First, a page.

View mode: basic / threaded / horizontal-split · Log in · Help
April 07, 2012
Re: Discussion on Go and D
On 2012-04-07 17:41, Manu wrote:
> On 7 April 2012 17:03, Jacob Carlborg <doob@me.com <mailto:doob@me.com>>
> wrote:
>
>     On 2012-04-06 19:37, Rainer Schuetze wrote:
>
>
>         GC issues like this are currently blocking development of Visual
>         D (a
>         Win32 project): when just adding spaces to a file, parsing the
>         new file
>         every other second often needs 10 or more parsings until an
>         equal amount
>         of memory is collected compared to the allocated memory. AFAICT
>         Visual D
>         just keeps a reference to the root of the most recent AST of a
>         source file.
>
>         What's even worse: when the allocated memory gets larger (say >
>         200MB),
>         the garbage collection itself takes more than a second stalling the
>         application, which is a real pain if it happens while you are typing
>         source text (it does happen quite often).
>
>
>     Can you pause the GC when the user is typing? When you're finished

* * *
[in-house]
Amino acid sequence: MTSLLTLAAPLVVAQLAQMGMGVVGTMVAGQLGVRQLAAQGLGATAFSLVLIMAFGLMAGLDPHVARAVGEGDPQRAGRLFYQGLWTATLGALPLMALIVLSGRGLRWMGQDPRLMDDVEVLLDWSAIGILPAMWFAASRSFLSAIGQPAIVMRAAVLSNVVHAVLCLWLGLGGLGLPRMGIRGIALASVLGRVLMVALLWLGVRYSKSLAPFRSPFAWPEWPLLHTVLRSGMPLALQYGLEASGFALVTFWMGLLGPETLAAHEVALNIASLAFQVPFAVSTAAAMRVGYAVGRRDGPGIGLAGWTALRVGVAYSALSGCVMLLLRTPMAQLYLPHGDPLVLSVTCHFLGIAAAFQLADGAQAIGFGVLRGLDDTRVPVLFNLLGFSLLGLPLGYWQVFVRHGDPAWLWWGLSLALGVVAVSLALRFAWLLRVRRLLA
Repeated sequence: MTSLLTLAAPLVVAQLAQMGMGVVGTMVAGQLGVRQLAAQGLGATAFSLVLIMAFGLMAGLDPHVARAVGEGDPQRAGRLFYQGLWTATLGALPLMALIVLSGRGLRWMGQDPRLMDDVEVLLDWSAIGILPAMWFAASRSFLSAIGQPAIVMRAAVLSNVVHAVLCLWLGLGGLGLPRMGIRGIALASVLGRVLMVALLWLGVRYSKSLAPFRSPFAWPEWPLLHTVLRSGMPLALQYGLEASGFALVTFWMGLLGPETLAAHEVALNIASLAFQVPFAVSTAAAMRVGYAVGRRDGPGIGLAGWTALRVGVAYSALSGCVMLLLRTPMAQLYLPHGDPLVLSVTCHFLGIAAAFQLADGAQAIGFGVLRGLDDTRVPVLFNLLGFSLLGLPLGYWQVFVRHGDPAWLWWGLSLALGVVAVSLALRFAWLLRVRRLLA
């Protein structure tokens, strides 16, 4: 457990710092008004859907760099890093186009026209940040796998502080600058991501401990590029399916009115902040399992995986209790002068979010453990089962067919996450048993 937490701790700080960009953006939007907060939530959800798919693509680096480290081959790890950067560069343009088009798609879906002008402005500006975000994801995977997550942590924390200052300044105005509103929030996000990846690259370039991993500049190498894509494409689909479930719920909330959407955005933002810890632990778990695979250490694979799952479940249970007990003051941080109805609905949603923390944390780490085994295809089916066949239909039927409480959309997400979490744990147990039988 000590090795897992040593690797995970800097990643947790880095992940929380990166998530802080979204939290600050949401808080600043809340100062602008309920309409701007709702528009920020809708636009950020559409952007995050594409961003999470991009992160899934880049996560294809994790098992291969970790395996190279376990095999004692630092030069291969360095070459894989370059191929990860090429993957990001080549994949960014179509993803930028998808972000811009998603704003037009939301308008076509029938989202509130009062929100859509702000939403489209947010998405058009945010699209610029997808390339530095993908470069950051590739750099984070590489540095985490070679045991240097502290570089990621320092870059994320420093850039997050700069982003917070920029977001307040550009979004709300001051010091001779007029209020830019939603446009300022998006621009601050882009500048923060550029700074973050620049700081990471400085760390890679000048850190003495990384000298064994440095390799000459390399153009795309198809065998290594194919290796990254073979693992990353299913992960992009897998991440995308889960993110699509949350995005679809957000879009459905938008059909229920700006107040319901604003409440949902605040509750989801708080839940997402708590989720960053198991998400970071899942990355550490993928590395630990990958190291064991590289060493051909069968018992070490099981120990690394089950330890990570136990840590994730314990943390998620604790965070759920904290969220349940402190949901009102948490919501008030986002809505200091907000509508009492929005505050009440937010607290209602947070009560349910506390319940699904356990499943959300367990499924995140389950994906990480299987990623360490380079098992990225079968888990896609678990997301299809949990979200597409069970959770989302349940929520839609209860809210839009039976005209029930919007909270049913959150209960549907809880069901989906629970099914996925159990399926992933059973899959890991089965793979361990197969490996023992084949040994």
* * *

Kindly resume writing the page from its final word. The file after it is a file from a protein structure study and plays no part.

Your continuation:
>     with the processing you can start it again.
>
>
> There's a bit of a problem there though, when you're coding, when are
> you NOT typing? :)
> I don't ever stop and sit there patiently for a few seconds for no reason.

It depends. I can do quite a lot of coding without typing. But yeah, I 
type a lot. It would basically turn on and off the GC, probably not good.

-- 
/Jacob Carlborg
April 07, 2012
Re: Discussion on Go and D
On 07.04.2012 20:51, Manu wrote:
[snip]
>     I totally understand this sentiment, and unless GC improves by an
>     order of magnitude it is not going to work well with large to
>     medium-scale apps. Particularly long running ones, I once had been
>     running VisualD for about 16 hours straight (back in the days of
>     GSOC 2011) ;)
>
>
> Yeeesss.. I run VisualD for days at a time, and it just leaks memory
> until my computer chokes and crashes.